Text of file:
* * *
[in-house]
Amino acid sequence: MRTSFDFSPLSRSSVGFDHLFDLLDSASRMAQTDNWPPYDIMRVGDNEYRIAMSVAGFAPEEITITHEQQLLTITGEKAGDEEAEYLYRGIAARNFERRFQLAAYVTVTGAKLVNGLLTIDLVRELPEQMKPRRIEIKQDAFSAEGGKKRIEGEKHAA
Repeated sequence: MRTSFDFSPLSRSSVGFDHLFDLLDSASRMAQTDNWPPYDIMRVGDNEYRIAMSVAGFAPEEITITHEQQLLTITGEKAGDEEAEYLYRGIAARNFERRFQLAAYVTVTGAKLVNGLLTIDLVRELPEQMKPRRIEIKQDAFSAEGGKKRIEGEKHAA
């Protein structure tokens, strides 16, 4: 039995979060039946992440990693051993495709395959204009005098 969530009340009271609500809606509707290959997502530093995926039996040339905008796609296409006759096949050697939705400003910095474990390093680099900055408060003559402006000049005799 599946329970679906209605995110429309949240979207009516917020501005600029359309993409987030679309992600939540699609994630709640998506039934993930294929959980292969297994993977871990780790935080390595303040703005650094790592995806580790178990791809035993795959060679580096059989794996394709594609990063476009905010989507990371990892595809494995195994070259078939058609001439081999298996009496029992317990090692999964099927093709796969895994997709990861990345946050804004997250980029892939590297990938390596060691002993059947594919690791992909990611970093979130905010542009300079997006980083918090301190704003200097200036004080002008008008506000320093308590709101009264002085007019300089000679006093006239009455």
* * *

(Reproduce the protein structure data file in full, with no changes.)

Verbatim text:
[in-house]
Amino acid sequence: MRTSFDFSPLSRSSVGFDHLFDLLDSASRMAQTDNWPPYDIMRVGDNEYRIAMSVAGFAPEEITITHEQQLLTITGEKAGDEEAEYLYRGIAARNFERRFQLAAYVTVTGAKLVNGLLTIDLVRELPEQMKPRRIEIKQDAFSAEGGKKRIEGEKHAA
Repeated sequence: MRTSFDFSPLSRSSVGFDHLFDLLDSASRMAQTDNWPPYDIMRVGDNEYRIAMSVAGFAPEEITITHEQQLLTITGEKAGDEEAEYLYRGIAARNFERRFQLAAYVTVTGAKLVNGLLTIDLVRELPEQMKPRRIEIKQDAFSAEGGKKRIEGEKHAA
């Protein structure tokens, strides 16, 4: 039995979060039946992440990693051993495709395959204009005098 969530009340009271609500809606509707290959997502530093995926039996040339905008796609296409006759096949050697939705400003910095474990390093680099900055408060003559402006000049005799 599946329970679906209605995110429309949240979207009516917020501005600029359309993409987030679309992600939540699609994630709640998506039934993930294929959980292969297994993977871990780790935080390595303040703005650094790592995806580790178990791809035993795959060679580096059989794996394709594609990063476009905010989507990371990892595809494995195994070259078939058609001439081999298996009496029992317990090692999964099927093709796969895994997709990861990345946050804004997250980029892939590297990938390596060691002993059947594919690791992909990611970093979130905010542009300079997006980083918090301190704003200097200036004080002008008008506000320093308590709101009264002085007019300089000679006093006239009455």